This is a book that I think could help basically anyone understand better the spiritual reasons for the practice of consecrated celibacy. It has a lot of substance without requiring the reader to be a sophisticated theologian, it is just clear and direct. Celibate chastity ("virginity") is a charism, a gift, and as a choice of a way of life it is an exclusive centering on God as the one essential truth and love of one's entire life. Because of this exclusive gift of self to God, the virgin who lives this life with spiritual integrity and generosity receives from God the grace of a manyfold increase in her/his capacity for charity toward all people. "And You Are Christ's" makes a really excellent statement of the contemplative and apolostolic dimensions of consecrated celibacy, especially in relation to women. It also describes the various kinds of consecration within the Catholic Church, and the signs by which this gift/charism may be known in individuals. This book will be valuable to anyone discerning a call to celibate life, to their families to help them understand this vocation, and to committed celibates to help understand more broadly, deeply, and clearly the reasons for the value of their choice, that they might live it more fully in God's service.
Extremely Helpful Book, Even for Protestants May 14, 2004
If you're an evangelical Protestant as I am, chances are that you hear very little about Paul's words that some are gifted by God to remain unmarried. We acknowledge Paul's observation, but we only extremely rarely (if at all) think of people as called to a life without marriage. Perhaps making it more difficult for those who are or might be called to such a state, we tend to think in terms of singleness vs. marriage, a juxtaposition that, given our culture, connotes loneliness vs. happiness.
Father Dubay challenges this view by arguing that God never calls anyone to singleness, because singleness in and of itself is not a life vocation that enables you to serve others. Instead, God calls some to marriage (serving primarily your family), and some to celibacy (serving others who are not of your family and devoting yourself to Jesus apart from the married state). The difference in terminology between singleness and celibacy might seem like splitting hairs to some, but I think Dubay is on to something in that the terminology we use affects our outlook. Furthermore, his emphasis on directing our lives toward self-giving counteracts the materialistic, self-centered messages from our culture.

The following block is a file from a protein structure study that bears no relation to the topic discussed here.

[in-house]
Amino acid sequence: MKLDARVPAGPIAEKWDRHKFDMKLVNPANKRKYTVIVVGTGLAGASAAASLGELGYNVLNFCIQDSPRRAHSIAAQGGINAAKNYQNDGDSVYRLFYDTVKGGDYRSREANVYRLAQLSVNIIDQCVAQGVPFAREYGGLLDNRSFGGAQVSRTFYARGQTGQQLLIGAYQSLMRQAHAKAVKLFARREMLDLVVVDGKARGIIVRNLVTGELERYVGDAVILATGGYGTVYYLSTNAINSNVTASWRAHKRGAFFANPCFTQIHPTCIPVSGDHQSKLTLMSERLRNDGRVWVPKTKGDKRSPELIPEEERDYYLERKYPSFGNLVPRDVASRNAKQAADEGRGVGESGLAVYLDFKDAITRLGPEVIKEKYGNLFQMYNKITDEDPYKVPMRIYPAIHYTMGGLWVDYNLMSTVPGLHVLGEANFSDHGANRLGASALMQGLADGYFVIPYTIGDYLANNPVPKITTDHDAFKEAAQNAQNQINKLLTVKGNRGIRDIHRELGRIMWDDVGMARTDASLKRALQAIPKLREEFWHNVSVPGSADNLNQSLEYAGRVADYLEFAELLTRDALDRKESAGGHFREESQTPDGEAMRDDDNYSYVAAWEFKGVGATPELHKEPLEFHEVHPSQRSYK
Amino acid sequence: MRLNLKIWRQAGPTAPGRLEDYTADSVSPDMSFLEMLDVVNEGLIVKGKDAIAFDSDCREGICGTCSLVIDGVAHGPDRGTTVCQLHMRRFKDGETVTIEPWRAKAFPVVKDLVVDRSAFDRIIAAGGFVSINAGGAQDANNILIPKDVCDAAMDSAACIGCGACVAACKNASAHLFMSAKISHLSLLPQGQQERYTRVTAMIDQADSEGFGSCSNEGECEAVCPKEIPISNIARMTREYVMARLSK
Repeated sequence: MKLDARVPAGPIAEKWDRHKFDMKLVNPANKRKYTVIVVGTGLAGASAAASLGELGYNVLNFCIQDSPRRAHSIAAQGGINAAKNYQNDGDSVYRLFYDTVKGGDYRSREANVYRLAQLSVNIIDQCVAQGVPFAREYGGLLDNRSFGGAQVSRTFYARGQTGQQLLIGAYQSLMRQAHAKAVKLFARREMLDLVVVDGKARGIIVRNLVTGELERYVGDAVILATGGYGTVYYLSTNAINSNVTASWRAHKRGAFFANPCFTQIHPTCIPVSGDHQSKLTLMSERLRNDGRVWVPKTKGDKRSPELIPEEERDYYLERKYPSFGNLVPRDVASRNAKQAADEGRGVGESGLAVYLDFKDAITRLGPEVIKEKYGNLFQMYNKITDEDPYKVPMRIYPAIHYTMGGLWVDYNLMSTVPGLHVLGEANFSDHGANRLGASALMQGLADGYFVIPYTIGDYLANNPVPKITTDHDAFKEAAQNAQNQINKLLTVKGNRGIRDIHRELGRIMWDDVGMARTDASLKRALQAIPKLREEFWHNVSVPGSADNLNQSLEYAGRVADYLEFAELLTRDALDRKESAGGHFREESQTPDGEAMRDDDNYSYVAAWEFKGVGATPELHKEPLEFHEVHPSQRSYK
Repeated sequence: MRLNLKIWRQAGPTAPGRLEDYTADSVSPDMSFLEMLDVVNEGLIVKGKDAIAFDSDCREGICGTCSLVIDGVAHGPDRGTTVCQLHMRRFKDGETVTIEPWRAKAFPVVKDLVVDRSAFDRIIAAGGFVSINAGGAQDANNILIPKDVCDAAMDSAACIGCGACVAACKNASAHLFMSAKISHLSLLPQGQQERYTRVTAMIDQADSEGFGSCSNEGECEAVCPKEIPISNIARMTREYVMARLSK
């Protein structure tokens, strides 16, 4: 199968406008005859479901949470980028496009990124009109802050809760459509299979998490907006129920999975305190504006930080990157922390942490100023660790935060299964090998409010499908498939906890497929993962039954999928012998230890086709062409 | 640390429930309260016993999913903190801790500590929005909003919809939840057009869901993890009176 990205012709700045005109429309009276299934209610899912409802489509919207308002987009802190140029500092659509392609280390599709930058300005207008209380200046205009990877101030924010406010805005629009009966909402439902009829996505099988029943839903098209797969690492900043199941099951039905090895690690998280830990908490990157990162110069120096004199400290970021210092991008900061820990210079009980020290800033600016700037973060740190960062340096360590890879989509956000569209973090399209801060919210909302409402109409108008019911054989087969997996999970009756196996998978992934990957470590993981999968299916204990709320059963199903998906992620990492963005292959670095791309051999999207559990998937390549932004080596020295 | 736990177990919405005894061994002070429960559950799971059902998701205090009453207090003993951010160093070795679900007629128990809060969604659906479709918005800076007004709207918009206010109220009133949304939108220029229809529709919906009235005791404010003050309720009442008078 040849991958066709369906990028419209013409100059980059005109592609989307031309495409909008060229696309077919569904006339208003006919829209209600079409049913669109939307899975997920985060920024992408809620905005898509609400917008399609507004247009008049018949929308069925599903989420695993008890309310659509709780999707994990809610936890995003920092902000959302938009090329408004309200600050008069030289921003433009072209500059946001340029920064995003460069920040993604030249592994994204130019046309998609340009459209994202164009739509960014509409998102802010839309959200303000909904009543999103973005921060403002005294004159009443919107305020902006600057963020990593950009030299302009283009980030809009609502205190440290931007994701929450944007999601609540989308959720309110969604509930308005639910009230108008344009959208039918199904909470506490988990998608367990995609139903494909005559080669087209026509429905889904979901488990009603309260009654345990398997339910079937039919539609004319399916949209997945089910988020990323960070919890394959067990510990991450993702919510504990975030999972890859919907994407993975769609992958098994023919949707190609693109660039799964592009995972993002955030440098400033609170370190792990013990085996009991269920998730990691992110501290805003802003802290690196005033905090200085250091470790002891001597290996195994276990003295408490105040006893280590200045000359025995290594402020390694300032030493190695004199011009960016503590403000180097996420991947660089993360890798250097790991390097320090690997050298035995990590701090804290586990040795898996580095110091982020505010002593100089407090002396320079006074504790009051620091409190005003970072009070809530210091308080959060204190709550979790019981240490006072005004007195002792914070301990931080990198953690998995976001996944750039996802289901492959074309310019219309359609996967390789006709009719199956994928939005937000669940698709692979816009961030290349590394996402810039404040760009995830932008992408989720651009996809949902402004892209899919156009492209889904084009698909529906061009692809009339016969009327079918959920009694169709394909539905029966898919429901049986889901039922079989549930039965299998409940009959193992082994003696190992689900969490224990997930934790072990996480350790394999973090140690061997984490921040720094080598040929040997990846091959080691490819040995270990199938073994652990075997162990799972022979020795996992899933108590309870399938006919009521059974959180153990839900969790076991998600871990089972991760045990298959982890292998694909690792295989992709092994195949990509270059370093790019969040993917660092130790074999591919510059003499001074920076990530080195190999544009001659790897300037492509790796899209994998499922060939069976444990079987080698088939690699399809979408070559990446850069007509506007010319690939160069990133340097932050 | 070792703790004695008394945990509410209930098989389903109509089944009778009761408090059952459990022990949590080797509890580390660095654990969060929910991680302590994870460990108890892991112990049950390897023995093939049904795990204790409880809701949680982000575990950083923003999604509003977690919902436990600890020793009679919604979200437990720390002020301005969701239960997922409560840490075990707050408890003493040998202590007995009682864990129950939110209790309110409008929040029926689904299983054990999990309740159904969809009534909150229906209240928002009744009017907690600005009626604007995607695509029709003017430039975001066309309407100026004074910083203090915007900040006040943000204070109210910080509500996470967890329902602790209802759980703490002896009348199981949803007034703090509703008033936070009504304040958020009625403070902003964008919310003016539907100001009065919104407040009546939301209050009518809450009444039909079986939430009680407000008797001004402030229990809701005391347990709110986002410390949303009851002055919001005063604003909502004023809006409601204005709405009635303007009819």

Within the pages of this book, Dubay gives much advice concerning signs of a call to a celibate vocation, and paints a detailed picture of what a life of celibacy looks like. And Dubay's love for the Lord Jesus Christ shines through on every page he writes.
Obviously, this book is more accessible to Catholics than Protestants. However, I found the majority of this book to be quite useful and insightful. (Of course, there will be some points where evangelicals have strong disagreements with Dubay.) A book (as opposed to just a few words or a chapter in a book) is needed to address this subject from an evangelical Protestant perspective. Until then, Dubay's book is a valuable read.
Outstanding Aug 26, 2003
One of the best books on this subject. Every Catholic should read it to have a better understanding of the priests and religious who serve them. Especially good is the explanation of the priest as a bridegroom whose spouse is the Church, in the image of Christ the Bridegroom found in Scripture. Also good is the explanation that "being" precedes "doing." We are valuable in God's eyes because we "are", not because of what we "do," that love falls into the category of "being" rather than "doing" and is the "greatest of these." Also good is the explanation that consecrated life is an image of the life to come, and that it's role in the Mystical Body is to compliment, rather than compete with, the marriage vocation. The section on "compensation compromises" is excellent for any state in life. It explains how we make compromises to compensate or reward ourselves for the sacrifices we make in our vocations. For example, "I am overindulging in (fill in the blank) because I deserve it for the enormous sacrifices I make as a (choose one)priest, sister, wife, husband, mother, father. Wonderful insights. A must read.
Masterpiece of capturing the essence of celibate love Mar 24, 2000
Father Dubay's moving and genuinely realistic presentation of the gift of consecrated celibacy takes us beyond the usual stereotypes of celibate life as strictly a means to enhance one's service or show a commitment to community life. Using the classic, solid background which has endured for 2000 years of Christianity, Father Dubay presents a brief but deep exploration of the love, sacrifice, and commitment of vowed chastity, unhampered by trendy or empty references.